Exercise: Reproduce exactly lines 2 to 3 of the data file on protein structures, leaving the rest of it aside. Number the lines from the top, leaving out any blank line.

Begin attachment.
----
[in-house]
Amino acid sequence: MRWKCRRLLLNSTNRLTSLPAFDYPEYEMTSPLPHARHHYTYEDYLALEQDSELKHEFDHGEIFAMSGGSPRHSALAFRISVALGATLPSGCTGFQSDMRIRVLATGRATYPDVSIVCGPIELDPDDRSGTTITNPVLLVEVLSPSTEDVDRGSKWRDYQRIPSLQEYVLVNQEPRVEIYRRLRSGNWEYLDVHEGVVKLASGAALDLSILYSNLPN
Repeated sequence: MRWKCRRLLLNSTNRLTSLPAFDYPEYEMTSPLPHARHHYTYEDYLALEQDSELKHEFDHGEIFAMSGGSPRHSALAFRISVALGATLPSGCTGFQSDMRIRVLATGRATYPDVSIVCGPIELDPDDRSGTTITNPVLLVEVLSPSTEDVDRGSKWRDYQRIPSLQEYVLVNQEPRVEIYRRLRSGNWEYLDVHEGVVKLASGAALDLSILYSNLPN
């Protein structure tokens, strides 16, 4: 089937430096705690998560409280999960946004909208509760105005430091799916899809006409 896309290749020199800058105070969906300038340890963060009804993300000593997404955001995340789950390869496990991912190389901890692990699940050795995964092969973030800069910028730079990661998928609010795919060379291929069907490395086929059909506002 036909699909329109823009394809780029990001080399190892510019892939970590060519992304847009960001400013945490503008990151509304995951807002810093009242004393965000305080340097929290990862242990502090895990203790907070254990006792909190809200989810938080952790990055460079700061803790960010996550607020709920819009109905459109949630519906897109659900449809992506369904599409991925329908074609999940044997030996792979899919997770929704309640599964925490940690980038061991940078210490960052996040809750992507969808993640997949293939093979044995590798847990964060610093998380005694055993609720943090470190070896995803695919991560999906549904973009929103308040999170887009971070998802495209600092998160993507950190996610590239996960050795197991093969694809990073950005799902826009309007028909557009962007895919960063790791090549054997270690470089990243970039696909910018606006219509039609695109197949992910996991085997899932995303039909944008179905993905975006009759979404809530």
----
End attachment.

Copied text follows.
Amino acid sequence: MRWKCRRLLLNSTNRLTSLPAFDYPEYEMTSPLPHARHHYTYEDYLALEQDSELKHEFDHGEIFAMSGGSPRHSALAFRISVALGATLPSGCTGFQSDMRIRVLATGRATYPDVSIVCGPIELDPDDRSGTTITNPVLLVEVLSPSTEDVDRGSKWRDYQRIPSLQEYVLVNQEPRVEIYRRLRSGNWEYLDVHEGVVKLASGAALDLSILYSNLPN
Repeated sequence: MRWKCRRLLLNSTNRLTSLPAFDYPEYEMTSPLPHARHHYTYEDYLALEQDSELKHEFDHGEIFAMSGGSPRHSALAFRISVALGATLPSGCTGFQSDMRIRVLATGRATYPDVSIVCGPIELDPDDRSGTTITNPVLLVEVLSPSTEDVDRGSKWRDYQRIPSLQEYVLVNQEPRVEIYRRLRSGNWEYLDVHEGVVKLASGAALDLSILYSNLPN